Significant union was observed in 92.3% (12/13 patients) of the patients at the 6th-month radiological controls [Figure 3]a and [Figure 3]b. However, only 15.4% of the patients (2/13 patients) had thickening of the bone flap. At the 12th-month radiological controls, union and thickening of the bone flap were observed in all patients [Figure 4]a and [Figure 4]b. According to MSTS extremity function evaluation system, mean MSTS scores were measured as 77.58% (range 46.66–100.00) at 12 months [Table 1] and [Table 2].
Figure 3: (a) Postoperative X-ray of the reconstruction. (b) 6th-month union in X-ray

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Figure 4: (a)EarlypostoperativeX-ray of the reconstruction. (b) 12th-month-thickened fibular graft

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Table 1: Frequency distribution - qualitative data

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Table 2: Descriptive statistics - quantitative data

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When resection amounts and MSTS extremity function scores were compared; a statistically significant decrease was observed in MSTS scores as the amount of resection increased (r: −0.610, P= 0.027). When the free fibular flap size and MSTS limb function scores were compared, the relative decrease in MSTS scores was observed as the bone flap size increased (r: −0.235, P= 0.440). When the relationship between free fibular flap size and thickening of the bone flap at 6 months was examined, relatively higher bone flap size was measured in patients who did not develop thickening at 6 months (P = 0.069). There was a relatively longer operation time in patients who did not develop thickening at the 6th month (P = 0.100). When the operation time and MSTS extremity function scores were compared, the relative decrease in MSTS scores was observed with increasing operation time (r: −0.530, P= 0.062) [Table 2]. In the evaluation of the cases reconstructed with free fibular flap and allograft combination after the resection of the lower extremity tumor (7/9 patients), relatively higher MSTS limb function scores were observed than the cases using only the fibula bone flap for reconstruction (2/9 patients)(P = 0.621).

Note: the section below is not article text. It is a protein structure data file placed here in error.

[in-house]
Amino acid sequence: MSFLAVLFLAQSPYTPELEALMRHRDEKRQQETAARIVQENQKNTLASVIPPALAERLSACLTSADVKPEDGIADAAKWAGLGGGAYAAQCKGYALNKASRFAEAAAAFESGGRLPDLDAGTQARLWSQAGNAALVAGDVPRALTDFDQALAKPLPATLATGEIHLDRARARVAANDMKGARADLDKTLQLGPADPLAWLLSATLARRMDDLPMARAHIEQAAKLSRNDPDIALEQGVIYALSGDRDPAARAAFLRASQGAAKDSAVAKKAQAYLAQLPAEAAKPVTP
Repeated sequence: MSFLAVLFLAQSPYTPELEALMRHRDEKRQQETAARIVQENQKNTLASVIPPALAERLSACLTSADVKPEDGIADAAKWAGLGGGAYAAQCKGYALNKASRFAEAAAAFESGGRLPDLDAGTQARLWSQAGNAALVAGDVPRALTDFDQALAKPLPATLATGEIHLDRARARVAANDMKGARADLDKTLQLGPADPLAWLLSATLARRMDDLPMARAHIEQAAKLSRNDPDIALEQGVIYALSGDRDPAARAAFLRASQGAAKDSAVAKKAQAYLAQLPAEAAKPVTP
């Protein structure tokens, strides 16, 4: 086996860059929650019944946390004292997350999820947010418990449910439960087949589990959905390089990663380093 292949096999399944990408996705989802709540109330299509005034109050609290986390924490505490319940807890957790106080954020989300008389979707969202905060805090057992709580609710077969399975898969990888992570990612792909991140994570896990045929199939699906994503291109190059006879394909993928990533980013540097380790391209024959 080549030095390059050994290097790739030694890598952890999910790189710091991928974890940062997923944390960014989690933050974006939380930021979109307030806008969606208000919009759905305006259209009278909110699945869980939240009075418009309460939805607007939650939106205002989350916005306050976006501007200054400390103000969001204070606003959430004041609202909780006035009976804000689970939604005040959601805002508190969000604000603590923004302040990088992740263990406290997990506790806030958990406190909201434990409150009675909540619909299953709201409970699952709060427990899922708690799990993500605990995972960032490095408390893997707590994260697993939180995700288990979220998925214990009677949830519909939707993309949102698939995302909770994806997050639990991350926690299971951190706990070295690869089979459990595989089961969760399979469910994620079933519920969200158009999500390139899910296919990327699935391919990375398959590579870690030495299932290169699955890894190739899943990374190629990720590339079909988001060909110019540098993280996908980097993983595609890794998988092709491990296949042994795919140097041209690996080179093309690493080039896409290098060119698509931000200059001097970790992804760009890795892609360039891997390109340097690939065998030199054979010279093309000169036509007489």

None of the patients had early or late complications except a nondisplaced fracture at postoperative 9th month (conservatively observed), an implant failure (plate revised), and a hematoma development (drained under general anesthesia) One patient with osteosarcoma developed local recurrence in the 2nd postoperative year; reresection, endoprosthetic reconstruction, and adjuvant chemotherapy were performed, but the patient died due to lung metastases at the end of the 3rd postoperative year. All of the remaining patients are still nonmetastatic.